The Fight for a Woman’s Right to Vote

Interview by
Diane Danvers Simmons
Natalie Simmons
Published on
October 28, 2020

In this episode...

In the wake of a historic election, resulting in the first ever female vice president elect, Diane & Natalie visit the story of how women gained the right to vote just 100 years ago with children’s book author, Mary Morgan Ketchel, and her mother, Senator Marsha Blackburn.


Mary Morgan Blackburn Ketchel

Mary Morgan Blackburn Ketchel is the author of children's book, "Camilla Can Vote." She feels particularly connected to the women’s suffrage movement having voted for her own mother to become the first female Senator of Tennessee and hopes Camilla can reach many more little girls!

Senator Marsha Blackburn

Marsha Blackburn is a member of the United States Senate. She was the first female Senator for her home state of Tennessee.


1.30 Diane shares the premise of this episode and who our mother and daughter duo are: Mary Morgan Ketchel and Senator Marsha Blackburn. Mary Morgan and Marsha came together to write a children’s historical fiction book, celebrating and commemorating the journey of American women gaining the right to vote 100 years ago.

2.30 Natalie discusses the decision to move the episode release date and remarks on the outcome of the 2020 election and the impact of women, especially women of color, on the vote which elected the first female VP to the White House. She remarks on the level of votes by gender and race.1

6.00 Mary Morgan introduces herself and shares her favorite book as a child, “The Little Train that Could” citing her “can-do” attitude for life.

7.15 Marsha shares advice from her own mother, “‘TEAM’ together everyone achieves more.” 

8.15 Mary Morgan describes her inspiration to write the story related to the history of Tennessee as the final state to ratify women’s right to vote in parallel to her mother’s glass ceiling breaking fight to become the first female senator of Tennessee.

10.30 Senator Blackburn gives historical context on how the push for women for getting the right to vote began. She remarks on it being a “72 year constructed effort.”

13.00 Natalie remarks on how little is taught about women’s role in American history including women’s right to vote, the Equal Rights Amendment and more. 

14.00 Senator Blackburn acknowledges how far we’ve come but reminds us of the work that we must continue doing to remove barriers to gain parity.

14.45 The group discusses the importance of learning about trailblazing women in history and how this can impact children of all genders reading the book by creating role models and leaders they can see themselves in.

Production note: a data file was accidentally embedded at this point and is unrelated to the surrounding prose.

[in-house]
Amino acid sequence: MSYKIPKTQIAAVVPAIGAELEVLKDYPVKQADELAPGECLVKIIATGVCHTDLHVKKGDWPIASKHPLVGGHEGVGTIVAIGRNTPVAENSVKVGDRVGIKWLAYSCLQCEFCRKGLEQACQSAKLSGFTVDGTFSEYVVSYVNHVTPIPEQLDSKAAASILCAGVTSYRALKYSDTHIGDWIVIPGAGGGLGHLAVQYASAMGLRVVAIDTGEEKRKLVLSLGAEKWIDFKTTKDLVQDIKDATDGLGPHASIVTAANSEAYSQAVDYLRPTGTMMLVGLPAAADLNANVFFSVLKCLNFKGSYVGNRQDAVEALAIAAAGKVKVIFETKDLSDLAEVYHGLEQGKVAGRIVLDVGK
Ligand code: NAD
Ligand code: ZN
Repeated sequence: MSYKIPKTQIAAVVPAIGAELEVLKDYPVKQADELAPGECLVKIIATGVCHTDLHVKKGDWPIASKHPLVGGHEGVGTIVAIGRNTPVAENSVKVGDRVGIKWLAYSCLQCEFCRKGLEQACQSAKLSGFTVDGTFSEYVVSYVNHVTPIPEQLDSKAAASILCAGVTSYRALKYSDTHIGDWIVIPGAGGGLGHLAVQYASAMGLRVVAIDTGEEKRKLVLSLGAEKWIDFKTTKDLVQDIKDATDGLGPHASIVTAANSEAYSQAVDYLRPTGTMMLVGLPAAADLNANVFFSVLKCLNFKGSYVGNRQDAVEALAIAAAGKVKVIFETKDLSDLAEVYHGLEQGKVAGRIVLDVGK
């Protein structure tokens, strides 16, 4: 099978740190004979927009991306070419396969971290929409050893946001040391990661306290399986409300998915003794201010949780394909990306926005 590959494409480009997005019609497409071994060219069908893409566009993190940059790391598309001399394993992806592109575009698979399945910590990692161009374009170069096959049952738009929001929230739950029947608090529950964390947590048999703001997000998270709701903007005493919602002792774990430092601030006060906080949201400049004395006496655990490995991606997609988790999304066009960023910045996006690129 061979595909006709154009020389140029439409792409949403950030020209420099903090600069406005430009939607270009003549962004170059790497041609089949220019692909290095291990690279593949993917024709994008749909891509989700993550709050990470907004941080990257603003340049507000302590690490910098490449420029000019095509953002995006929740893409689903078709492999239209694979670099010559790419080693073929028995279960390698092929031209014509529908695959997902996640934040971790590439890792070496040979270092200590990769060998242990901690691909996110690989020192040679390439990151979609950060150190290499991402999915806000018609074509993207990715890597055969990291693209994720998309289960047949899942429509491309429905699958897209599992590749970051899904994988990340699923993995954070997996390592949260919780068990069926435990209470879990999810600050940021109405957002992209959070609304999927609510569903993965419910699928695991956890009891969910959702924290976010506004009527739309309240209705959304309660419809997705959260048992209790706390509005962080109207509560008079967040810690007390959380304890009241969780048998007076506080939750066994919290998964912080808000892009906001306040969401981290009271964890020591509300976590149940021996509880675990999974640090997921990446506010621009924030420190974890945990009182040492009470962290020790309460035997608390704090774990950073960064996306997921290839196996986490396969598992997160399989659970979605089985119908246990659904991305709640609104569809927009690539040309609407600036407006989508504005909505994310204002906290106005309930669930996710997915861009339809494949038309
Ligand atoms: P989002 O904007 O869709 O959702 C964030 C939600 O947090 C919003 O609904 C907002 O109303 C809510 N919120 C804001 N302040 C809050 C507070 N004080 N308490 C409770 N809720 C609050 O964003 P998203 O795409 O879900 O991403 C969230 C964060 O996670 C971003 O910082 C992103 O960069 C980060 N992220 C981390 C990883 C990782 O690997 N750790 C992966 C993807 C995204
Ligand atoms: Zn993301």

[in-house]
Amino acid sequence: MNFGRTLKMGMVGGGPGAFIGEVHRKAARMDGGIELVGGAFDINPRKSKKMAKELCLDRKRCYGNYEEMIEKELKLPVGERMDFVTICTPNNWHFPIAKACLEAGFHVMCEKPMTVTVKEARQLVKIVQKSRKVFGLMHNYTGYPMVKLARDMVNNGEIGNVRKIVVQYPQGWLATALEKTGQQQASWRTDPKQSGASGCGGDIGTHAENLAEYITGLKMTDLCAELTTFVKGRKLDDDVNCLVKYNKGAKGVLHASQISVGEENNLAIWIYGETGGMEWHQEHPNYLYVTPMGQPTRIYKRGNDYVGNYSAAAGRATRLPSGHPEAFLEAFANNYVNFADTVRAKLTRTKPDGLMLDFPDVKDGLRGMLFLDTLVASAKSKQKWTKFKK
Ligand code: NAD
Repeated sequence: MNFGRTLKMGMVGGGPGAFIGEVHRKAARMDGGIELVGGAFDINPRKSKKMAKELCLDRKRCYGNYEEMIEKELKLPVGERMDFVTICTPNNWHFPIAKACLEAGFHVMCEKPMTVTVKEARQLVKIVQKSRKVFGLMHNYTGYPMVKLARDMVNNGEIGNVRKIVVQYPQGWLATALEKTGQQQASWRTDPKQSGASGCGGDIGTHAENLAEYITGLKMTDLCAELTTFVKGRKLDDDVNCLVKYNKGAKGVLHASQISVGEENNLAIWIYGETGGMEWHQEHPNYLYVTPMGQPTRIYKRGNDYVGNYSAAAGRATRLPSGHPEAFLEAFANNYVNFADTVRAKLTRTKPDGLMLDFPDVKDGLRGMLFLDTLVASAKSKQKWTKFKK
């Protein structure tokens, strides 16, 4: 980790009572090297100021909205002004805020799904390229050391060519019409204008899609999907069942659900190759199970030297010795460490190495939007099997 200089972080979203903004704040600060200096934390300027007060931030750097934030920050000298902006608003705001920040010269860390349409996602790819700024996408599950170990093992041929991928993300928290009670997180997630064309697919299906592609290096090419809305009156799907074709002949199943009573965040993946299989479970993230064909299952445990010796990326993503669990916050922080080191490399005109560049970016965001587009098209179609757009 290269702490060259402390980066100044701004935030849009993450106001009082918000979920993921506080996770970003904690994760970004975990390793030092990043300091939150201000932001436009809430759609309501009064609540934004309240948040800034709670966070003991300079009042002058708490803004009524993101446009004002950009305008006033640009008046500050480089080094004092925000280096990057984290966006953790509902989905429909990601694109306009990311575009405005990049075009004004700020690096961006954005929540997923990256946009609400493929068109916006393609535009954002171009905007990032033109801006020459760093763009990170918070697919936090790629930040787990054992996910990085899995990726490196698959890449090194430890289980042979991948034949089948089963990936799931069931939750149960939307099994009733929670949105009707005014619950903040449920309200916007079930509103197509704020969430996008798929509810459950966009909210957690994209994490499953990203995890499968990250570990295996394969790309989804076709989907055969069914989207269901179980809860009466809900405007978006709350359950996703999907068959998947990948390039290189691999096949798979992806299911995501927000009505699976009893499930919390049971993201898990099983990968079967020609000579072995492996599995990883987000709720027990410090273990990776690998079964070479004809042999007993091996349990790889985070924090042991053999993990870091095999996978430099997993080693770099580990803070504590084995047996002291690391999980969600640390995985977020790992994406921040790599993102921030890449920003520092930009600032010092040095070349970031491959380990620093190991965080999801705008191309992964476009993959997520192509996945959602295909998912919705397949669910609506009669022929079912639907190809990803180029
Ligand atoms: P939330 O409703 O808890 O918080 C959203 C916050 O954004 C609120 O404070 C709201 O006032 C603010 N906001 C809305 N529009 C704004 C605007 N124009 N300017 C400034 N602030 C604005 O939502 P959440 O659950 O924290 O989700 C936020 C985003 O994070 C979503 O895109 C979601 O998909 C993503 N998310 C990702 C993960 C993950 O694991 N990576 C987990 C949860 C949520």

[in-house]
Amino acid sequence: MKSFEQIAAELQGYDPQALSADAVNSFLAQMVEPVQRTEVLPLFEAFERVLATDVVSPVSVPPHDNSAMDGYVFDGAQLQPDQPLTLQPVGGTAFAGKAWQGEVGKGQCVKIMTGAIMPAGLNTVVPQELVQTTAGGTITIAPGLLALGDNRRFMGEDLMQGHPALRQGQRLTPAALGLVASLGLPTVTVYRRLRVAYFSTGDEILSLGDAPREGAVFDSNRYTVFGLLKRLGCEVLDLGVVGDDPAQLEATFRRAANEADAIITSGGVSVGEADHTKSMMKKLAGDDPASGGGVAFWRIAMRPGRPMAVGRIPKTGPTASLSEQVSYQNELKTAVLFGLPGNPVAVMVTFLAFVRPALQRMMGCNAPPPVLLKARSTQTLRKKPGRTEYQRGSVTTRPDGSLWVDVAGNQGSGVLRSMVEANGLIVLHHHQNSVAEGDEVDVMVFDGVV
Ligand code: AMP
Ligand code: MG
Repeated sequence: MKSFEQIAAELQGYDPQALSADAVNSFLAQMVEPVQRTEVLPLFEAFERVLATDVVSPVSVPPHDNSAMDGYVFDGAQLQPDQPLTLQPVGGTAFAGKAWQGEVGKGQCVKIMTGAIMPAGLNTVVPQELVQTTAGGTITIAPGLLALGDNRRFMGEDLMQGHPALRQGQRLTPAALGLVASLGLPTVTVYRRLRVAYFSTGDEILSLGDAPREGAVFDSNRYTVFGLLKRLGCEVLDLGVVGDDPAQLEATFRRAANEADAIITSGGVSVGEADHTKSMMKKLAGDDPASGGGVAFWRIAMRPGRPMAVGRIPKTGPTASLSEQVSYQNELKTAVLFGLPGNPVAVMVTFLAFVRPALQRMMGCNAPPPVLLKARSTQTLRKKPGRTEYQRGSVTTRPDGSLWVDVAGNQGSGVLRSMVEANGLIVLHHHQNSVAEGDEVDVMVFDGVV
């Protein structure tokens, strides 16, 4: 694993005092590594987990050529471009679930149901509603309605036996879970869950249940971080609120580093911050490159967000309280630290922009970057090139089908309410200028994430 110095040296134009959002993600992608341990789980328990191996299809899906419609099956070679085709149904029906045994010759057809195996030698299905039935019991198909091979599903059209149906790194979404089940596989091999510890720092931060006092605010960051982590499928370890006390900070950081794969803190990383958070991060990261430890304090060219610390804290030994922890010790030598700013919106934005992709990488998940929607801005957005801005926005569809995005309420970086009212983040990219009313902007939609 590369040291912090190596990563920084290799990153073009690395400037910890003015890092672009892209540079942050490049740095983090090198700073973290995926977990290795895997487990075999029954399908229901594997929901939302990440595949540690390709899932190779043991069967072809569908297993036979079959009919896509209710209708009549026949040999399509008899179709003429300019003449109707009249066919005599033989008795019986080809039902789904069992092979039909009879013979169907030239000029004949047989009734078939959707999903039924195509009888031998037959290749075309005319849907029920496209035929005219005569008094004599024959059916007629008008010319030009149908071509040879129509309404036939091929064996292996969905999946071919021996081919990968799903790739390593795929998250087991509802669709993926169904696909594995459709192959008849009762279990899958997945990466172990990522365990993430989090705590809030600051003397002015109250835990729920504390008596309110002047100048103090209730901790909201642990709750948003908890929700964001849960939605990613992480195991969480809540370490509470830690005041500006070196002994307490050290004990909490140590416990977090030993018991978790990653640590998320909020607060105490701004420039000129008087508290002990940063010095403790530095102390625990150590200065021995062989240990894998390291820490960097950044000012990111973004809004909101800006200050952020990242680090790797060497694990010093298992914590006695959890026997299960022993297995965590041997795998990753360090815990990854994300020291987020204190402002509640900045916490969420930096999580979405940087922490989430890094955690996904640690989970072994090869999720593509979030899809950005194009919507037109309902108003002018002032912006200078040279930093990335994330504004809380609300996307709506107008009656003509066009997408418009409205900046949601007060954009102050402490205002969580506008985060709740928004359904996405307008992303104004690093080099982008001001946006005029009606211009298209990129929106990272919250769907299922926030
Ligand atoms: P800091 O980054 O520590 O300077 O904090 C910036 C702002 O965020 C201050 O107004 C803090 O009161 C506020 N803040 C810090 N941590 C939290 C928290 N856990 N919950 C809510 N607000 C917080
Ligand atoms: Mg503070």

19.30 Mary Morgan shares the premise of the book “Camilla Can Vote.” 

21.45 The ladies share their experience of writing the book together.

23.45 Natalie transitions the discussion to the responsibility of women in America today to be active and to support causes that we care about to further our movement as women and as a country. To close, she asks the ladies to share their call to action, and what they believe the responsibility of women is today in educating themselves and furthering opportunities for all.

25.30 Senator Blackburn shares the importance of the right to vote building up all women stating “the push for women getting the right to vote opens doors for all women. It is not Democrat or Republican, it is not left or right, it is saying this is an opportunity. Here is a story about women who broke barriers so that all women would be able to have that precious right to vote. They would be able to take another step toward dreaming big dreams and making their dreams come true.” 

27.15  Mary Morgan shares where our audience can buy “Camila Can Vote”.

28.00 Natalie wraps up the episode by quoting Kamala’s VP Acceptance speech in which she honors her mother and the women who got her where she is and provides a beacon of hope for those who come after her. See the full speech here. 2

1 Brittany Mayes, Leslie Shapiro. “Exit Poll Results and Analysis for the 2020 Presidential Election.” The Washington Post, WP Company, 7 Nov. 2020, www.washingtonpost.com/elections/interactive/2020/exit-polls/presidential-election-exit-polls/?_gl=1%2A90bf5p%2A_ga%2AWDdkUTUzYlF3bzQxNmQzYlp6WElScWI1WEhPcjloNHZpckM4V28tNW0zLW5nZURlUW5LUDRiUFhueGlBTjl5Sw.. 

2 Stevens, Matt. “Read Kamala Harris's Vice President-Elect Acceptance Speech.” The New York Times, The New York Times, 8 Nov. 2020, www.nytimes.com/article/watch-kamala-harris-speech-video-transcript.html.

Website: www.camillacanbooks.com

Instagram: @camillacanvote

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